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I think one was Justin Wilson, the other Paul Prudhomme (sp?). But I don't know which one was which. (Nor do I want to!!!)

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While I can't add much to the above discussion, I still want to elaborate.

Whatever food you are thinking of, it's almost certainly Cajun. Gumbo, etoufee, red beans and rice, etc. Both Justin Wilson and Paul Prudhomme are basically Cajun.

Cajun was the downstairs food, characterized by "variety" meats and spices and stews. Creole is the upstairs food that is basically French. I think of "Redfish Ponchartrain" as a classic Creole dish -- basically traditional French use of local ingredients. But of course the downstairs affects the upstairs. And I think what can make Creole good is the influences it has drawn from Cajun cooking.

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I think Cajun food can then be divided into bayou food (using seafood) and "prairie"-type Cajun food, grown in parts of Louisiana more suitable for farming and raising livestock. In Paul Prudhomme's Family Cookbook, he focuses more on the dishes made with meats, game, freshwater fish and garden vegetables, but the methods and seasonings are the same.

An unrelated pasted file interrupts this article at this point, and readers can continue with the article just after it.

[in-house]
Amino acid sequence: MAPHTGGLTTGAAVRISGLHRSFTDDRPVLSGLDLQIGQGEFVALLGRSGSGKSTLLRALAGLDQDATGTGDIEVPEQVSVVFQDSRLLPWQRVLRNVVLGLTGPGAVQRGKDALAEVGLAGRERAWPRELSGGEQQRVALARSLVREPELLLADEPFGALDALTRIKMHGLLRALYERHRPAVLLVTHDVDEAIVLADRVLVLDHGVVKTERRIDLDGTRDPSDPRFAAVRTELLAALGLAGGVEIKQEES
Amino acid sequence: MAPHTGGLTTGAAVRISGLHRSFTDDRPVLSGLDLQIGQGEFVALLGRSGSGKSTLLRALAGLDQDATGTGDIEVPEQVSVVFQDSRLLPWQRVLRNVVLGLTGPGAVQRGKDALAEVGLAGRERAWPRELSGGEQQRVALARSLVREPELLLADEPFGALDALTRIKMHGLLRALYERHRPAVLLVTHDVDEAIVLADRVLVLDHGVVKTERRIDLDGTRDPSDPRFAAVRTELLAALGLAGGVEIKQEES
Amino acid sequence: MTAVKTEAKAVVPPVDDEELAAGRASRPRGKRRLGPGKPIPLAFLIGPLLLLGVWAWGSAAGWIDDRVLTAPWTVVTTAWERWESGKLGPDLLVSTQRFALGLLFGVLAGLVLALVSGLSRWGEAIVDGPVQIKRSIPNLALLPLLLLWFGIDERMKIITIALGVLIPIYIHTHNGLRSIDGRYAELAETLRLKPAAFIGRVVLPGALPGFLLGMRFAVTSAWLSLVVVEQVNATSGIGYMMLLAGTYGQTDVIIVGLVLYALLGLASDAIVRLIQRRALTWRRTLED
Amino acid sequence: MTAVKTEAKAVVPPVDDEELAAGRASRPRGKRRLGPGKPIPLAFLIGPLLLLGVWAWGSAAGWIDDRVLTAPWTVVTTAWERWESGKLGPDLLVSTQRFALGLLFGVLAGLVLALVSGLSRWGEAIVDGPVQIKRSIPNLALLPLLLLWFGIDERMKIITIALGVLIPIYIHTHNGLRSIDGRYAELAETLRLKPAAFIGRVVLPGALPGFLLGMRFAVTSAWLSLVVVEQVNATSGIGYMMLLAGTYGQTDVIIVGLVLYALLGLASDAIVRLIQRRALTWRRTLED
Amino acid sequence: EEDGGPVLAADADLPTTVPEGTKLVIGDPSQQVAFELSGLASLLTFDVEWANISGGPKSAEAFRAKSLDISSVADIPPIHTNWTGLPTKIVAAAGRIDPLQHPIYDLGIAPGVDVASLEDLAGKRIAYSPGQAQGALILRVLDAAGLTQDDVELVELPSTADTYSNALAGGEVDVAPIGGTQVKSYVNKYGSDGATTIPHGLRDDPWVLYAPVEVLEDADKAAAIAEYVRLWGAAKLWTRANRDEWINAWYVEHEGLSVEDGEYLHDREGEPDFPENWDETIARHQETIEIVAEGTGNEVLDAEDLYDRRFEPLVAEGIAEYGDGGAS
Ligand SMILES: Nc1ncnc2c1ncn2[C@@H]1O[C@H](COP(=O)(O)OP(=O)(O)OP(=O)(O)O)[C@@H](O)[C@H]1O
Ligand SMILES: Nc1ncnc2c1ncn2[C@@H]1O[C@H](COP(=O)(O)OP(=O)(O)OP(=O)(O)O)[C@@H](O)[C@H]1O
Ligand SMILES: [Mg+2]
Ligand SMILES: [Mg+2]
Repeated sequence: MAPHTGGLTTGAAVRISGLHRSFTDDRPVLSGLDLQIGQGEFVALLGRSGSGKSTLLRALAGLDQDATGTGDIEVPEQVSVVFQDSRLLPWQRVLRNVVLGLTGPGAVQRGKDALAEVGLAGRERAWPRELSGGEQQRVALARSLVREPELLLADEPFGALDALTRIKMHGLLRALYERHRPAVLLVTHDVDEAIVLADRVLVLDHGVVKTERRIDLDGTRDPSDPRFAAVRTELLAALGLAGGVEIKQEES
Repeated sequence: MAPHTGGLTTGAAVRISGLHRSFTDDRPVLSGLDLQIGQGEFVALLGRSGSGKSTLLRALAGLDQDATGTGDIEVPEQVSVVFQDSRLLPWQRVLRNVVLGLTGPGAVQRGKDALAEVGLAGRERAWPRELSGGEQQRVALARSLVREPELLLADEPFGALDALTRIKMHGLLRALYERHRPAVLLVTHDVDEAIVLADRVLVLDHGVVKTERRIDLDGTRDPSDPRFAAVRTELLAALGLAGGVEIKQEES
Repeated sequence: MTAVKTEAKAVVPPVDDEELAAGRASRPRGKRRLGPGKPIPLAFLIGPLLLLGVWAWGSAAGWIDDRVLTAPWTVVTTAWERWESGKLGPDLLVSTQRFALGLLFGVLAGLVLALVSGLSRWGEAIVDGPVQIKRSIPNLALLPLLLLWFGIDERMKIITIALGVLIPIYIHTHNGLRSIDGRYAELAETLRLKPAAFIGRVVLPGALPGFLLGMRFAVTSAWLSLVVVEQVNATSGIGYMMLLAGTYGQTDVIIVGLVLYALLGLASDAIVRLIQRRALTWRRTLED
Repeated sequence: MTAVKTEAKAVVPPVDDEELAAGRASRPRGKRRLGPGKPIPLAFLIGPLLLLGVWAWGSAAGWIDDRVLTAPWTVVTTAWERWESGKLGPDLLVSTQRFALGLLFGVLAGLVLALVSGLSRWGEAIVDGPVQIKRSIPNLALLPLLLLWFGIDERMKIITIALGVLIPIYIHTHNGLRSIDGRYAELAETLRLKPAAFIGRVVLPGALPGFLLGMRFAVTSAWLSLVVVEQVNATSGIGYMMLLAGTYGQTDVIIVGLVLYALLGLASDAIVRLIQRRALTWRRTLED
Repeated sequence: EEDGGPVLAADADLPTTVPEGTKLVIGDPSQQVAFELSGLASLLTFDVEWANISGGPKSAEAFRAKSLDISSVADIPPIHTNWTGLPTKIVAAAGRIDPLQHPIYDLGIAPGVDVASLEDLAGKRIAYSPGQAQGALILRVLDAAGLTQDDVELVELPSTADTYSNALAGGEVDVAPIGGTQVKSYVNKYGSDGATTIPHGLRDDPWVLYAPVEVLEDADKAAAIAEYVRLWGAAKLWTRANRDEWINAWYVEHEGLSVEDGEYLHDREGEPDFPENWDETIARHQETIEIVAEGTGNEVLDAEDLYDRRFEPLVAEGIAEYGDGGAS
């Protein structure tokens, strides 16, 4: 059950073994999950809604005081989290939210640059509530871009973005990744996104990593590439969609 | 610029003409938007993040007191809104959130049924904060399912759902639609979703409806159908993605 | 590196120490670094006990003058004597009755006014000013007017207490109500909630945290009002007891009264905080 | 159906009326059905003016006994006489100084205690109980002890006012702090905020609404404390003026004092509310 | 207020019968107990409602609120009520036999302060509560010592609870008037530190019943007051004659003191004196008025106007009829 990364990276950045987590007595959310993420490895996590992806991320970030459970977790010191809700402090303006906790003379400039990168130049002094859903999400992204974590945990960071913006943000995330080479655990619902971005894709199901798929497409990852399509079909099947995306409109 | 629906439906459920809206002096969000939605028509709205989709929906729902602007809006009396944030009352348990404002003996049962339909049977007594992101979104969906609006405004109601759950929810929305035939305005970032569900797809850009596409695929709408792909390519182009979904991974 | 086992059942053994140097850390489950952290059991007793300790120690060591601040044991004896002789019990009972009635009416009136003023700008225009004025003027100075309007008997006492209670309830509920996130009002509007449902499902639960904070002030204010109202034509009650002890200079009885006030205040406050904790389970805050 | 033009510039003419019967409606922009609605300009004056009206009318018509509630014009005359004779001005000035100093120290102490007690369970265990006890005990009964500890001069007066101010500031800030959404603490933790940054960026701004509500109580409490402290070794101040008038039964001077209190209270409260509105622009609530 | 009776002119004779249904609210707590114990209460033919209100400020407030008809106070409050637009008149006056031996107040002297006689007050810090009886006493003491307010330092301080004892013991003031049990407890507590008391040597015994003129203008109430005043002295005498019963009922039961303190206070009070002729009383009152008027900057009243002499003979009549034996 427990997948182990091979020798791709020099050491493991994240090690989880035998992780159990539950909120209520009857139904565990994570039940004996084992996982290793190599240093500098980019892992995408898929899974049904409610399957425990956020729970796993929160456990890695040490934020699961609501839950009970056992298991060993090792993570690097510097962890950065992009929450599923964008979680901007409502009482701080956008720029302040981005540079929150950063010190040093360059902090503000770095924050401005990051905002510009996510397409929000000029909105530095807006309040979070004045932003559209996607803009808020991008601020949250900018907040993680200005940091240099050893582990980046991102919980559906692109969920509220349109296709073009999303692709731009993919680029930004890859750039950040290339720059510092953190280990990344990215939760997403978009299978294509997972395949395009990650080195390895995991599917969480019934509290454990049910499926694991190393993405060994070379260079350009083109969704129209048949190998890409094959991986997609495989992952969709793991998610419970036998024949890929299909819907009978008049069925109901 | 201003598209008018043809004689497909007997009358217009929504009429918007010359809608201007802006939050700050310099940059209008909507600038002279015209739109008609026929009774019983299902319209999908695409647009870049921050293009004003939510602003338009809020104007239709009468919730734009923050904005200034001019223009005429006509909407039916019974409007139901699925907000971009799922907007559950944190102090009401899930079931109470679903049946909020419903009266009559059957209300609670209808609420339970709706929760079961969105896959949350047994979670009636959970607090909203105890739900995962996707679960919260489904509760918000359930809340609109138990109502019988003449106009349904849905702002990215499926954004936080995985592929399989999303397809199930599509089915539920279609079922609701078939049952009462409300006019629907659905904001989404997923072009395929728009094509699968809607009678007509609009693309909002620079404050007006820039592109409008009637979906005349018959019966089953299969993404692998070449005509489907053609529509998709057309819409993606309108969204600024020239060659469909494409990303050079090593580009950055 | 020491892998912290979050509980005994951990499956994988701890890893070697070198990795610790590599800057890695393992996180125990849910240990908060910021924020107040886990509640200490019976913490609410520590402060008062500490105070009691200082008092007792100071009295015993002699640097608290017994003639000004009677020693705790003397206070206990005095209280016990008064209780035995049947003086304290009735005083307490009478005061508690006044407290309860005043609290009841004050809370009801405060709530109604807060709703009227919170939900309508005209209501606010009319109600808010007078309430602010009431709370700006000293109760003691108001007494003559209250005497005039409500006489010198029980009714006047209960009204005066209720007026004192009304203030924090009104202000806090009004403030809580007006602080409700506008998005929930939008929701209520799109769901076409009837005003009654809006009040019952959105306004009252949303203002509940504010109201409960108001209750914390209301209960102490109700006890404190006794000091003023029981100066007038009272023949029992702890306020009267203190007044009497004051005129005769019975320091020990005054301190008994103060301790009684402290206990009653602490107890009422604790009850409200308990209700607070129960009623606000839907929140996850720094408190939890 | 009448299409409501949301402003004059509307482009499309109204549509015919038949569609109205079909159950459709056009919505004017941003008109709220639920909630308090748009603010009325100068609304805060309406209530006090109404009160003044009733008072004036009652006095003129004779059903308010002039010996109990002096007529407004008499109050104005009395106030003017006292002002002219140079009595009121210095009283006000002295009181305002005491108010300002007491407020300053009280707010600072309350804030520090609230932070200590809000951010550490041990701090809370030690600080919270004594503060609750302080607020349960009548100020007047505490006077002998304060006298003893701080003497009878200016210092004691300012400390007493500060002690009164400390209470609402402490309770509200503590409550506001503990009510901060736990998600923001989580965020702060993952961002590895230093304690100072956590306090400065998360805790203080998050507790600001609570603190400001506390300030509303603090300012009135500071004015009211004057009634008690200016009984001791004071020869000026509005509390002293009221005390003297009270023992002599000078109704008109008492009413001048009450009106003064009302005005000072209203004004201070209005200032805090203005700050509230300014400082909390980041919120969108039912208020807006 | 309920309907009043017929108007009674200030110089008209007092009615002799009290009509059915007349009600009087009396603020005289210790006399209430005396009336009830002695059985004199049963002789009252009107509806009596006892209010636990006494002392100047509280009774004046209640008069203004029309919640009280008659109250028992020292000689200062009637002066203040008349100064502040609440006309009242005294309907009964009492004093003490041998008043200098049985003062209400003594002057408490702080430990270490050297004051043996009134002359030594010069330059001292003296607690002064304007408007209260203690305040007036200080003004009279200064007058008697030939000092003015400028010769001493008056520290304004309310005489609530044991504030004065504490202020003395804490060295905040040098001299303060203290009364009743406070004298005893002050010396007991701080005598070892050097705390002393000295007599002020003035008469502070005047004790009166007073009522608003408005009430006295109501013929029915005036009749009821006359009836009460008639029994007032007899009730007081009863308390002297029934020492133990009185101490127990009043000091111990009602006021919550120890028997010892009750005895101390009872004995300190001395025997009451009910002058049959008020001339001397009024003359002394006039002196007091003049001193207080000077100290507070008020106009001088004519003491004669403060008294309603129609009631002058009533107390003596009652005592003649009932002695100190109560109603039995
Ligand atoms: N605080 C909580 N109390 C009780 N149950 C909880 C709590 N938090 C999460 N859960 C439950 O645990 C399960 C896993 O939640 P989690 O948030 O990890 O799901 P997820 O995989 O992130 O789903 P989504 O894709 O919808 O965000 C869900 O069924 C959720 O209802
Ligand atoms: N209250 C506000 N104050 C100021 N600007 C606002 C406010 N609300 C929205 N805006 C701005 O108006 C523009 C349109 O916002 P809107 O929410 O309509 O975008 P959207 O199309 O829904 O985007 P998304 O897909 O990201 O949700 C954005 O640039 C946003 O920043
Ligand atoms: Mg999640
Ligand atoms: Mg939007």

In the end, of course, a cuisine can be subdivided enough so it can end up being indigenous to single households. I had a friend who was adamant about not using green bell peppers in gumbos, etoufees. It turned out that his mother didn't grow them in her garden so they never had them.

Les Blank's Louisiana films are delightful and have lots of food and cooking (mostly Cajun) in them -- Always for Pleasure and (I think) Let the Good Times Roll.

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Jeromy's answer is pretty close. Remember that there were Creole Blacks, and Free people of Color in New Orleans. Many blacks cooked for the Creole French, so gumbo, etoufee and other things are a fusion of French and black cooking. The same goes for Beans and Rice, gumbo z'Herbes.

Cajun is country food, anything in the pot.

Coonass say: "it git caught, it git et."

A Cajun will eat anything that doesn't eat him first--Alligator, Crawfish, Rabbit, Duck, Pork, Chicken, Beef, whatever is out there. It is spicy, but that doesn't define it. The two most famous dishes cooked by Cajuns are

Sauce Piquante & Courtbouillion with whatever ingredients are at hand. Now gumbo and etoufee made their way out there too due to the influence of slaves who cooked on the plantations.